Oakwood Village, Ohio-based ViewRay, Inc. announces that Henry Ford Cancer Institute has installed its second MRIdian Linac at its new cancer pavilion, Henry Ford Cancer Institute—Detroit, which began offering patient care on Jan. 20, 2021.

Following FDA-clearance of the MRIdian Linac in February 2017, Henry Ford Cancer Institute became the first center in the world to install the next-generation system at one of its sites in Grosse Pointe Farms, Mich. The MRIdian Linac was the first commercially available device to combine MRI-guidance with linear accelerator radiation delivery.

“MRIdian is a gamechanger for the field of radiation oncology, and we are proud to have been the first center to install the MRIdian Linac system. We are very excited to now have a second system at our brand-new cancer pavilion in Detroit,” says Parag Parikh, MD, director of the MR-Guided Radiation Program at the Henry Ford Cancer Institute, part of Henry Ford Health System. “In radiation therapy, we’re sometimes limited in what we can treat with high-doses because of the surrounding sensitive normal structures, but with MRIdian we can see soft-tissue in real-time and adapt to what we see, enabling treatment tailored to the individual needs and anatomy of each patient.”

“We’re pleased to see Henry Ford Cancer Institute’s expanded commitment to MRIdian radiation therapy as part of its oncology therapy solutions,” adds Paul Ziegler, senior vice president of sales and marketing at ViewRay. “They have a proven clinical pedigree in effectively treating historically difficult to treat tumors and we believe MRIdian is the perfect complement to their new cancer facility.”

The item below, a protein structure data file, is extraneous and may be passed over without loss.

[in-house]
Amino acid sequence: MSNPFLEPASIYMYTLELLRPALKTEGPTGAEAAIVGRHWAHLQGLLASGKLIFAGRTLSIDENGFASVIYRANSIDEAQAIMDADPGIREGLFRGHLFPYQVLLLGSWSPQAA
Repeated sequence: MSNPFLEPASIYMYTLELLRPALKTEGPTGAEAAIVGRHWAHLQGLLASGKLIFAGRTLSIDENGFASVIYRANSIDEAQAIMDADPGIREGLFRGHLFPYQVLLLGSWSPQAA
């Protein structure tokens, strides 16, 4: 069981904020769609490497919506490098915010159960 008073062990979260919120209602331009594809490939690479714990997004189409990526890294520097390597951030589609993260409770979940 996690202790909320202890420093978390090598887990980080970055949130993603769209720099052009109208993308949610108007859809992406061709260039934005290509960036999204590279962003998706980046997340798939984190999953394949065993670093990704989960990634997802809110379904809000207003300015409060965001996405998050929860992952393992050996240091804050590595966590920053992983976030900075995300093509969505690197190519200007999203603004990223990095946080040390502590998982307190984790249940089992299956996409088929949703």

The Henry Ford Cancer Institute team has been leading the novel Stereotactic MR-guided Adaptive Radiation Therapy (SMART) trial [NCT03621644], a multi-institutional prospective, phase II study evaluating MRIdian outcomes in the treatment of pancreatic cancer. They also became the first center to use an MRI Linac to treat 100 pancreatic cancer and 100 liver cancer patients in the world. Of particular interest to clinicians are the MRIdian Linac system’s on-table adaptive capabilities, which include the ability to reshape the radiation to match changes in the patient’s anatomy between treatments.

MRIdian integrates MRI technology, radiation delivery, and proprietary software to locate, target, and track the position and shape of soft-tissue and tumors while radiation is delivered. These capabilities allow MRIdian to deliver accurate doses of radiation to the tumor while protecting nearby healthy tissues and vulnerable structures, enabling personalized, noninvasive cancer treatment. The use of MRIdian is associated with improved patient outcomes, shorter treatment durations, and reduced treatment-related side effects.

Currently, 41 MRIdian systems are installed at hospitals around the world where they are used to treat a wide variety of solid tumors and are the focus of numerous ongoing research efforts.